I love hearing stories, and I thought the way Thaddeus Phillips told his stories were pretty great, as I was enthralled with his use of the space around him. The lights and storytelling were very effective, and I really enjoyed the performance. After discussing it in class, I loved how we were all talking a lot and reminiscing while attempting to recall all 17 border crossings. It helped us connect as a class, which I appreciated. In addition, I thought it was cool when he mentioned countries that I've been to, like Singapore, Indonesia (Bali, specifically), Cuba, etc. Sometimes Thaddeus Phillips would ask us to close our eyes and imagine that we were on a train. This made us feel like we were a part of the story.

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It was an upward spiral. Not just for my emotions, but the building I was in. The Solomon R. Guggenheim Museum, designed by Frank Lloyd Wright, is a cylindrical art haven that has the viewer walk up in large spirals to different rooms full of beautiful art. There can be similarities drawn towards the spiral staircase in the Vatican, both in design and spiritual experience. I started my journey, but did not know where it would take me.

The lobby was a little bit crowded, full of people waiting to start their artistic expeditions. Though I was with my family, I knew that this was something I wanted to experience by myself. As I made my way up the first tier, I read the sign that said that the Impressionist painting section was coming up. I paused, took out my headphones, plugged them into my iPod, and began to play Claude Debussy’s beautiful piano pieces. Clair de Lune, Danse Bohémienne, Pagodes – the music these artists were all inspired by. I felt ready to enter the room. I could see how Impressionism worked: the paintings reflected how the music sounded, one small part didn’t seem like much, but altogether it harmonized perfectly.

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I could see the lonely walls, which have witnessed too much. I could see the abandoned floor, which has been victim of pacing and madness. I could see the abused door, which has been the tool of solitude and punishment since 1829. I could see the Eye of God, but didn’t feel as if that could save me. I felt the bulge of my smart phone in the back pocket of my jeans. Resisting the urge to check if I had any messages, I sighed and looked around the room for the umpteenth time. My time in the Eastern State Penitentiary was merely a fraction of what the prisoners in the past had spent; however, in this day and age, with technology and our decreasing attention spans, it felt as if I was in there for months.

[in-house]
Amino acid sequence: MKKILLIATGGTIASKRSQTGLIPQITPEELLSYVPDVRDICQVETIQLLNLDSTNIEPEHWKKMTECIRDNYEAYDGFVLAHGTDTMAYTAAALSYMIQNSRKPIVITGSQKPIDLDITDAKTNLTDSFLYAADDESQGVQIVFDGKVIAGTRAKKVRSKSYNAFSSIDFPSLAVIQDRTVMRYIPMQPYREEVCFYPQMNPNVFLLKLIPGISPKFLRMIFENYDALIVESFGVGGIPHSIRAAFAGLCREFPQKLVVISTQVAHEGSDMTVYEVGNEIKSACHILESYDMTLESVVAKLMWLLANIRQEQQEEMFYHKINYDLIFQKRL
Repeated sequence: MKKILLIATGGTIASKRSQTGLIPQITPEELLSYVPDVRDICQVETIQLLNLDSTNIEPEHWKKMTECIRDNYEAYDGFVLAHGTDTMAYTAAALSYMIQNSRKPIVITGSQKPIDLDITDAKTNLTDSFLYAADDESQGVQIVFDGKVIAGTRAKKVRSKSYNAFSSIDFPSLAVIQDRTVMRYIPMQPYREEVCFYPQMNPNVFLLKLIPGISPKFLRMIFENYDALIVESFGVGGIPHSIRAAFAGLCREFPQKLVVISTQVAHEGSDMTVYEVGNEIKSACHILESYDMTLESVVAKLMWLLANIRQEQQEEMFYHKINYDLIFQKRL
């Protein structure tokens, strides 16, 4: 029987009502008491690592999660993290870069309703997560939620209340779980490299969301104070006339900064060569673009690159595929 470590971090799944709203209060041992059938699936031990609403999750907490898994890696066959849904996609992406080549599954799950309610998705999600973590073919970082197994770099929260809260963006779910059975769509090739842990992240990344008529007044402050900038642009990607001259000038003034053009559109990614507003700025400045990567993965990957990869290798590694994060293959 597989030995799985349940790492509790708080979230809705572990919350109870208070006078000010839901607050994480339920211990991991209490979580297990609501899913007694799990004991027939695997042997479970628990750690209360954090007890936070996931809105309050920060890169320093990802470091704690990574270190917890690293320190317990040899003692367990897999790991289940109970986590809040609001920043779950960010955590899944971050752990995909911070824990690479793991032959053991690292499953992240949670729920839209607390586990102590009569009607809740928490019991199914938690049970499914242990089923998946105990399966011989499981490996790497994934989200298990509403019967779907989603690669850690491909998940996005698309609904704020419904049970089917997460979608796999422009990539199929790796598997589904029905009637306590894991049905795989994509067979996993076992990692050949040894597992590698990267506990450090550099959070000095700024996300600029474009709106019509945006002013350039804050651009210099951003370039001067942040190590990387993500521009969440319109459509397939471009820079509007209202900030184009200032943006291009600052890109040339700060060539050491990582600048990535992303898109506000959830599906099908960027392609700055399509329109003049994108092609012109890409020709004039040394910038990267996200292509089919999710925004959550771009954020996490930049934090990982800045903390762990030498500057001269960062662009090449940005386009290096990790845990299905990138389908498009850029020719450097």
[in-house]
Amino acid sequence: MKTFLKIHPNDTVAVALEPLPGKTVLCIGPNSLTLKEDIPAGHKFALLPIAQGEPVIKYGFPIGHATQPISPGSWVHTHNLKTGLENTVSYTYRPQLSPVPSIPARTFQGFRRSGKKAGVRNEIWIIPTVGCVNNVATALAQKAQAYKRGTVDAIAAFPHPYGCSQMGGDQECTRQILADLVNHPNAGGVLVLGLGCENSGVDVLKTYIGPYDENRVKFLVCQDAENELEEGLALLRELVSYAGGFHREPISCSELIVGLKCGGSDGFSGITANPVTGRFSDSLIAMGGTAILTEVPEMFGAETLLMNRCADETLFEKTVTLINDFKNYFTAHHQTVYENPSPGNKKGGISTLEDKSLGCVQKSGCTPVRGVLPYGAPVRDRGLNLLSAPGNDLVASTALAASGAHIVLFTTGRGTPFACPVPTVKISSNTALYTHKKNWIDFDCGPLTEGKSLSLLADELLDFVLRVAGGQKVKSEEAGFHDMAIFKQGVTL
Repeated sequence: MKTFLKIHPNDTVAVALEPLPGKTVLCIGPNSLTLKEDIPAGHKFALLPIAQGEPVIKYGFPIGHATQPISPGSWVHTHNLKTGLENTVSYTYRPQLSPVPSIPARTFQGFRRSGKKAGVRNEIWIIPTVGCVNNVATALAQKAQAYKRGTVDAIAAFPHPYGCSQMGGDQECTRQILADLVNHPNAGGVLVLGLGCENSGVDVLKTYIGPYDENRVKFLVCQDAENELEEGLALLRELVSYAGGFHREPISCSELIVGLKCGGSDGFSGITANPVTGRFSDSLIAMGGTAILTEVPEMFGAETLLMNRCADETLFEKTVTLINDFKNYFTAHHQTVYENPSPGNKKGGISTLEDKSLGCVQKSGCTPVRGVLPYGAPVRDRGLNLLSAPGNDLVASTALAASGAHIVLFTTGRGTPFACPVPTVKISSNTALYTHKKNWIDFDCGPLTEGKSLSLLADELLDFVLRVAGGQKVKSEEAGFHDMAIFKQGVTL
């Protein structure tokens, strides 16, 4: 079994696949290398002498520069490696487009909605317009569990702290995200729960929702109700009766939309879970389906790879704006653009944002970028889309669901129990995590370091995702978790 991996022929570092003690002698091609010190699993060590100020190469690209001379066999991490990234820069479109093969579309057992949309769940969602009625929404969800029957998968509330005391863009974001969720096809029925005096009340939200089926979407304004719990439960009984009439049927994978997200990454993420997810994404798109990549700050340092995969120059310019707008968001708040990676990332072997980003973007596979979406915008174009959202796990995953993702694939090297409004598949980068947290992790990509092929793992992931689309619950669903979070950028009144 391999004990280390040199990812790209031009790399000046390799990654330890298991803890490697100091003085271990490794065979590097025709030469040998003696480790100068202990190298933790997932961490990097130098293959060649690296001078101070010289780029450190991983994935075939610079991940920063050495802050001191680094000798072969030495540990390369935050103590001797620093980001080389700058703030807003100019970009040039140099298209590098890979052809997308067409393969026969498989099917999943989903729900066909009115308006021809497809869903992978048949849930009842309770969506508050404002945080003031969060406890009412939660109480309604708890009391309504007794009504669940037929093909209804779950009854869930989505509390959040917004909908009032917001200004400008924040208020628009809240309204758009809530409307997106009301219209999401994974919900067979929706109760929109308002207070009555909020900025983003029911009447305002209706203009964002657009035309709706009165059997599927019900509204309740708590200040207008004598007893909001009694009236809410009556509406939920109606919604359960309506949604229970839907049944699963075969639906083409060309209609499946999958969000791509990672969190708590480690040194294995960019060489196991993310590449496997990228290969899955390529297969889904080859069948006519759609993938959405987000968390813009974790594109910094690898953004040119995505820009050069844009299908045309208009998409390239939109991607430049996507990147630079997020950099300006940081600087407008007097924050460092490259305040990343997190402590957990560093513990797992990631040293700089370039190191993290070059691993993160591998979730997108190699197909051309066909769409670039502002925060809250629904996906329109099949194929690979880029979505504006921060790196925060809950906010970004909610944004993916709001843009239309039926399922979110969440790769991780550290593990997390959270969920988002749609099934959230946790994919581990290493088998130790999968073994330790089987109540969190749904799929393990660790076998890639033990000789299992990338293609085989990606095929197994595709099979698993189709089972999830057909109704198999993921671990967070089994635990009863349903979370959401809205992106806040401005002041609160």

Our dependency on technology makes it difficult for us to stay still for long periods of time. These days, it is almost impossible to go a day without consulting some kind of machine or device. Letters have been replaced by emails, which have been replaced by text messages. Instead of waiting seven days to receive a letter from a friend, we now only have to wait seven seconds. We have developed an intolerance of anything that takes longer than a few moments, and this is why half an hour alone in a nineteenth-century prison cell seems like such torture to my generation.

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Reading Eastern State

Solitary confinement was not a situation to be accepted without a fight. Eastern State Penitentiary was an innovative attempt at changing the very hearts of prisoners, but which failed to take into account the role of kindness. The idea of reforming prisoners rather than just looking them up was revolutionary and enlightening, even though it tended not to work in the practices Eastern State used.

The cell is cold and a little bit smelly. I am afraid and do not want to stay any longer at all. The grey walls around me make me feel lonely and constrained. From the outside, one thinks this fortress is strict and organized and is reforming thousands of prisoners. From the inside, the prison is falling apart. Isolation is hard to truly come by, though, if achieved, it does encourage contemplation, which, unfortunately, does not necessarily encourage reform. I cannot imagine the games the mind must play when it only has itself for company.

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The Desire of Common Sense (co-written with Natalie Schall)

We all have ideal stories for book characters. When we see a character struggling, common sense takes over and forces the reader to think about how their story should be happening. Zadie Smith’s NW refuses to allow the reader have this perfect story, and instead defies the flawlessness of common sense for all characters.

From a common sense point of view, Felix would be perfectly happy in his relationship and sure that it’s right for him, without having to check that he loves Grace because he doesn’t like sex with other women anymore. In a perfect world, he would separate himself from anything to do with Annie, his ex-girlfriend with whom he still has sex and meaningful conversations with.

It isn’t that Felix is not happy with Grace, just that he’s not as happy as he could be. She is not his true love, but she is good enough that he can feel content and safe spending the rest of his life with her. Especially after going back to Annie and double checking that Grace is, indeed, seemingly better for his sake.